Silicosis compensation largely benefits former mineworkers and therefore former union members, while the financial burden on the mines could jeopardise the positions of current mineworkers/union members.
By 2019 the current form of the CCOD could become a relic of the past.
The gold industry is under threat from much more serious demands after the Constitutional Court’s historic March judgment in Thembekile Mankayi vs AngloGold Ashanti.
The ruling permits mineworkers and former mineworkers with pulmonary disease to sue their employers for compensation. There are an estimated 280,000 ailing mineworkers and former mineworkers on whose behalf class actions for such common-law claims can be lodged.
Richard Spoor, the legal representative for Mankayi, who died shortly before the decision, wants to launch just such an action.
Richard Meeran of British legal firm Leigh Day is planning a case on behalf of another group of former Anglo workers.
There is also talk that non-governmental organisations, as well as the National Union of Mineworkers, with its considerable resources, will lend support.
Parties wishing to submit claims will however find it difficult to win cases like these on a grand scale.
Negligence in terms of dust control in mines will have to be proved.
Up to the late 1990s South Africa did not enforce even theoretical safety standards in mines. Claimants will have to prove negligence and in this context mines could argue that the authorities were negligent.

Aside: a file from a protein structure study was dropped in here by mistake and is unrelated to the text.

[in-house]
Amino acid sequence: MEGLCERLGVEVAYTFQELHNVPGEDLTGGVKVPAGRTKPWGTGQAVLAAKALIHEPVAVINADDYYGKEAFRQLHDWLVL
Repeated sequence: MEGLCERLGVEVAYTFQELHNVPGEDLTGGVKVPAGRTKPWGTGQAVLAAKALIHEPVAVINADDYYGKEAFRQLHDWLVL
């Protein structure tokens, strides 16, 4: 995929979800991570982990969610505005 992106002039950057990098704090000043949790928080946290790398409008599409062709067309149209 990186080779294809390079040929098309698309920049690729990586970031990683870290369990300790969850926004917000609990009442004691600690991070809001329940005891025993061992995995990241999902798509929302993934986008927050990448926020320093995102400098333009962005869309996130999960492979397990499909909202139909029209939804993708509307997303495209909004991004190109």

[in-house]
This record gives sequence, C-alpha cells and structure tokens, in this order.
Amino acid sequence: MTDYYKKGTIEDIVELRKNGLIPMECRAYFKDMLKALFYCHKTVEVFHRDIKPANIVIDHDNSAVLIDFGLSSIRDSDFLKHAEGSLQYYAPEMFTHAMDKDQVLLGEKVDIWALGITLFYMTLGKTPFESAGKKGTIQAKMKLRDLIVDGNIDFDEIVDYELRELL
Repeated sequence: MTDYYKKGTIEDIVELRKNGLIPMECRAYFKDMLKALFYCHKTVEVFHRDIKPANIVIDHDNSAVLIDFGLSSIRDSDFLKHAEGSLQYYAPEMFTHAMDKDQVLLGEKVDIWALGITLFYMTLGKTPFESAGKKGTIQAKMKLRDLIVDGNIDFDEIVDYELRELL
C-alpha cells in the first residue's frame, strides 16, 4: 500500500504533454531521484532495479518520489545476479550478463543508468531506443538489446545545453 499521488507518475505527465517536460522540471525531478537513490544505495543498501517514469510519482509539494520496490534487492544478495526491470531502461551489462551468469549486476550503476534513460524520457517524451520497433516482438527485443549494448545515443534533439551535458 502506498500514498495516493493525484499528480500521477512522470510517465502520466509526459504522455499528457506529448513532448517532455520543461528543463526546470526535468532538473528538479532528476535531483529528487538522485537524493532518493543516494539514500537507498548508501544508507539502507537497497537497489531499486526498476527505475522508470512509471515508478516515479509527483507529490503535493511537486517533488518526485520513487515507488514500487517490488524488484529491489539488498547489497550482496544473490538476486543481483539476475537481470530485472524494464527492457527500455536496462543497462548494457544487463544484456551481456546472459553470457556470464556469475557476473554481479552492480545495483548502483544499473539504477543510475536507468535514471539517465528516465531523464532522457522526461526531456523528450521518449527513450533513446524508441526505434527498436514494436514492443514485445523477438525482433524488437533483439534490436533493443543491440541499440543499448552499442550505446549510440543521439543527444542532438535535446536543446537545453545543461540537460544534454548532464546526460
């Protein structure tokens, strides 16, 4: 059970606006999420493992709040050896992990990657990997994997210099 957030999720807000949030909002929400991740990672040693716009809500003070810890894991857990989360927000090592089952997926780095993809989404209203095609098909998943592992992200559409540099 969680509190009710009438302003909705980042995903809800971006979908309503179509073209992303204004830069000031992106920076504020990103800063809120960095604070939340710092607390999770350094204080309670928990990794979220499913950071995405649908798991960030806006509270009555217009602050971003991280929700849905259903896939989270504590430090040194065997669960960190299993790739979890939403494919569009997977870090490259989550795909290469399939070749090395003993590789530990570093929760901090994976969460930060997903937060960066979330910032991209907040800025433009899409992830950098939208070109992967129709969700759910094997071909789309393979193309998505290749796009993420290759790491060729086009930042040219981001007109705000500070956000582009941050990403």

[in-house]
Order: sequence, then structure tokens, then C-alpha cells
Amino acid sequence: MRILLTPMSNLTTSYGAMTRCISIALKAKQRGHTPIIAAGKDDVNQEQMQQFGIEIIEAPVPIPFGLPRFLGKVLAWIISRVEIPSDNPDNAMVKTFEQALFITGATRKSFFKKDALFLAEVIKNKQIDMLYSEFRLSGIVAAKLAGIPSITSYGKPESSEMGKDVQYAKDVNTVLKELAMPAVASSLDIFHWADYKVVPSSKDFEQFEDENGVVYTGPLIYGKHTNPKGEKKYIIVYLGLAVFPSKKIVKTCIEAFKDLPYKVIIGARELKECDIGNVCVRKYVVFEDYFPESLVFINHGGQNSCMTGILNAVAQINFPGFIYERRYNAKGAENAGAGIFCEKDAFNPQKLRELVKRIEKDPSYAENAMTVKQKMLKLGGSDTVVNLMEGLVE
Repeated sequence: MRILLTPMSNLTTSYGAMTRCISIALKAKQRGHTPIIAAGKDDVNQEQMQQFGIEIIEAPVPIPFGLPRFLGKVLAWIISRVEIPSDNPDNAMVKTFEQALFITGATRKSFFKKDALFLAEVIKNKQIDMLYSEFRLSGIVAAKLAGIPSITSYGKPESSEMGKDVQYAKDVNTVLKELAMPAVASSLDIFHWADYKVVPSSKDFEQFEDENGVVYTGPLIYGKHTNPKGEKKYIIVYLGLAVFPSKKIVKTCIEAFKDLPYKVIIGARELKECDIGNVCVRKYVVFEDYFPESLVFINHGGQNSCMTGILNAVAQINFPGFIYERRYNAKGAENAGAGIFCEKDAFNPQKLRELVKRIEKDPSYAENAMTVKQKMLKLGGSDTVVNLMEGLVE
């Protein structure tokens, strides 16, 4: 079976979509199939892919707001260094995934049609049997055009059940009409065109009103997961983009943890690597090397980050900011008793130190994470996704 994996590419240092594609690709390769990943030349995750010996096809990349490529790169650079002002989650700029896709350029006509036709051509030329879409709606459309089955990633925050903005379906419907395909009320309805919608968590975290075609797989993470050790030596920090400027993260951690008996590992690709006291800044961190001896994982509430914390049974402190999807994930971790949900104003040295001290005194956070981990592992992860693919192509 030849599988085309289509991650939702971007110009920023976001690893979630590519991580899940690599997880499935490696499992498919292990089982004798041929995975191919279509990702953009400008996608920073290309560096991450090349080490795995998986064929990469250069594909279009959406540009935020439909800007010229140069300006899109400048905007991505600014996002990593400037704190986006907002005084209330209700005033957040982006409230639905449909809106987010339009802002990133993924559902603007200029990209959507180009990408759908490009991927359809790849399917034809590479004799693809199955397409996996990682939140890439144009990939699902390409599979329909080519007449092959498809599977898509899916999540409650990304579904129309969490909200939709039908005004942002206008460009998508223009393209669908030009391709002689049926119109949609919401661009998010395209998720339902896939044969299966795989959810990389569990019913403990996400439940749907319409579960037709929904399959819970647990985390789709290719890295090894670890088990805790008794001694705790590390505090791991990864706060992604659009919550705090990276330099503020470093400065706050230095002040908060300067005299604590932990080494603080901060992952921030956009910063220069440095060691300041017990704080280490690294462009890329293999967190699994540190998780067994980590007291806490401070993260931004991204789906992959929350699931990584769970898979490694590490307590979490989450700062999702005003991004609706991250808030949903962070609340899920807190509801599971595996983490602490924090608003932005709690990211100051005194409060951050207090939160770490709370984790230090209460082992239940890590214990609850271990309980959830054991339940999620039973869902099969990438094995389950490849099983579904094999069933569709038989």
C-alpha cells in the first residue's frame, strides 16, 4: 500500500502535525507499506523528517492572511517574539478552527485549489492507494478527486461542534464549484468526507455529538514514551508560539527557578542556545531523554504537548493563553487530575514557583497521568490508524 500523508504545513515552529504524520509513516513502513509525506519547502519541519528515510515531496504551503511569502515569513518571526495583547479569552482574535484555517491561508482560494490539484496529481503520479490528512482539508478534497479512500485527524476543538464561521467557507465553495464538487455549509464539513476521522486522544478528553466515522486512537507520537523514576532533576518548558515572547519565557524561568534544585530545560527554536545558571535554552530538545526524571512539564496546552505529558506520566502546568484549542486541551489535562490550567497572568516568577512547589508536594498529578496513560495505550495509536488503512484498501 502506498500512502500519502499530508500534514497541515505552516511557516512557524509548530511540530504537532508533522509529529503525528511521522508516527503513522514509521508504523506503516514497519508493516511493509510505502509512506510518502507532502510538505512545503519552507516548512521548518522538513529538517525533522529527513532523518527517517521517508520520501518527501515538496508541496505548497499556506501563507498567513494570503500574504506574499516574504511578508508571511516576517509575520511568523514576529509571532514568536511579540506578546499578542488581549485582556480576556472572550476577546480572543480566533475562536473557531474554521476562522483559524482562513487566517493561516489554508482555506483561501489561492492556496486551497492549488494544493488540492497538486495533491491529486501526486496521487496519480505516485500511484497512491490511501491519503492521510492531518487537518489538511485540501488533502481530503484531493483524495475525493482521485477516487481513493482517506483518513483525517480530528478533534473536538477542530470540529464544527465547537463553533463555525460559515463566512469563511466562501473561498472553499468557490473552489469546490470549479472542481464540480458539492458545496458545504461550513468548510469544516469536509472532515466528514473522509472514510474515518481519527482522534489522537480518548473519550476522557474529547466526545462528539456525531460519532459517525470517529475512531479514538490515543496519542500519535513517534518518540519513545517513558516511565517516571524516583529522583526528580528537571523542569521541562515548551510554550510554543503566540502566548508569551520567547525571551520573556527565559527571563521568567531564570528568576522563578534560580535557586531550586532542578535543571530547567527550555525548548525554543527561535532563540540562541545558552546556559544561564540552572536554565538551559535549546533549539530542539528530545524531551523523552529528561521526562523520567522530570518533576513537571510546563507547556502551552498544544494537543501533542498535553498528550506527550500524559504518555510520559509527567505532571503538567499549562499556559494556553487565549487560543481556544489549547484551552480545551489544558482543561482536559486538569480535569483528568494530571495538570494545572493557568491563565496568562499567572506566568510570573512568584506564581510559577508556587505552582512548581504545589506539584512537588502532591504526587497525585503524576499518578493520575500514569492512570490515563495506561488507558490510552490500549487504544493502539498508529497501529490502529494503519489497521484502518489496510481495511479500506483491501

According to Willem le Roux, a legal expert at Brink Cohen Le Roux, mines could also contest the scope of claims with reference to another common disease among mineworkers – Aids.
This disease commonly accompanies silicosis and aggravates pulmonary disease. In legal terms this could imply that the severity of the disease is partly the fault of the worker, said Le Roux in an article presented at a LexisNexis seminar. He represented the Chamber in the High Court.
The possibility of claims amounting to billions – even hundreds of billions – has already stimulated discussion regarding possible settlements.
In the Mankayi case, according to Le Roux, the expectation was that the Constitutional Court could abolish the current totally inadequate system of compensation for mineworkers.
As a result mineworkers might, for instance, fall under the Compensation for Occupational Injuries and Diseases Act, in terms of which all other workers are statutorily compensated. This could also mean that the CCOD is scrapped in favour of private insurance schemes, a trend which is apparently becoming established globally.
Both solutions will increase the burden on mines and improve workers’ compensation, but nowhere near as much as successful claims for compensation will.
Spoor has already mooted the possibility of negotiated settlements which could lead to a private compensation fund such as that for former asbestos workers.
Such a fund for the estimated 280 000 silicosis patients could cost roughly R11bn should they receive the same as asbestosis sufferers.
In the spirit of social partnership some or other compromise will probably be reached between justice and economic expediency, but possible scenarios might be poles apart.